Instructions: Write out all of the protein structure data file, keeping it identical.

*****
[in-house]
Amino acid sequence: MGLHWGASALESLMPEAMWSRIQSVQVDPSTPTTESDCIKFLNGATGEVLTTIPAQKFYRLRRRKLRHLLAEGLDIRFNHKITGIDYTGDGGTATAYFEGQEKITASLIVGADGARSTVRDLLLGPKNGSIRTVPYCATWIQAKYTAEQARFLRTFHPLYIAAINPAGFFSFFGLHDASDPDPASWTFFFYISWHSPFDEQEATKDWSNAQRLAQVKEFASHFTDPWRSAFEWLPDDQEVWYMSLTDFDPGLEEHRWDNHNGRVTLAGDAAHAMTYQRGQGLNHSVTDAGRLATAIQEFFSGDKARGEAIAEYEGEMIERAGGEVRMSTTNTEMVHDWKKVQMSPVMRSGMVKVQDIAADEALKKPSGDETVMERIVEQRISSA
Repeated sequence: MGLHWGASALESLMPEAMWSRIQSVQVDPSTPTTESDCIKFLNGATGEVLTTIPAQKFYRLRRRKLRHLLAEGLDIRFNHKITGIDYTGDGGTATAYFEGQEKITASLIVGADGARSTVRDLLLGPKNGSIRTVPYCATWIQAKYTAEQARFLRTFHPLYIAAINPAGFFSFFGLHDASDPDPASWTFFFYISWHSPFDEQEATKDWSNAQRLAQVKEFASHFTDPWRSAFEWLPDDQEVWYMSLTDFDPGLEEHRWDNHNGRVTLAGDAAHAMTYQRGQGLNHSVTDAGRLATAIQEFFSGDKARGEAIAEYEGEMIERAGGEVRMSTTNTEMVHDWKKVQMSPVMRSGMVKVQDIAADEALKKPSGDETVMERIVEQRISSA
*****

[in-house]
Amino acid sequence: MGLHWGASALESLMPEAMWSRIQSVQVDPSTPTTESDCIKFLNGATGEVLTTIPAQKFYRLRRRKLRHLLAEGLDIRFNHKITGIDYTGDGGTATAYFEGQEKITASLIVGADGARSTVRDLLLGPKNGSIRTVPYCATWIQAKYTAEQARFLRTFHPLYIAAINPAGFFSFFGLHDASDPDPASWTFFFYISWHSPFDEQEATKDWSNAQRLAQVKEFASHFTDPWRSAFEWLPDDQEVWYMSLTDFDPGLEEHRWDNHNGRVTLAGDAAHAMTYQRGQGLNHSVTDAGRLATAIQEFFSGDKARGEAIAEYEGEMIERAGGEVRMSTTNTEMVHDWKKVQMSPVMRSGMVKVQDIAADEALKKPSGDETVMERIVEQRISSA
Repeated sequence: MGLHWGASALESLMPEAMWSRIQSVQVDPSTPTTESDCIKFLNGATGEVLTTIPAQKFYRLRRRKLRHLLAEGLDIRFNHKITGIDYTGDGGTATAYFEGQEKITASLIVGADGARSTVRDLLLGPKNGSIRTVPYCATWIQAKYTAEQARFLRTFHPLYIAAINPAGFFSFFGLHDASDPDPASWTFFFYISWHSPFDEQEATKDWSNAQRLAQVKEFASHFTDPWRSAFEWLPDDQEVWYMSLTDFDPGLEEHRWDNHNGRVTLAGDAAHAMTYQRGQGLNHSVTDAGRLATAIQEFFSGDKARGEAIAEYEGEMIERAGGEVRMSTTNTEMVHDWKKVQMSPVMRSGMVKVQDIAADEALKKPSGDETVMERIVEQRISSA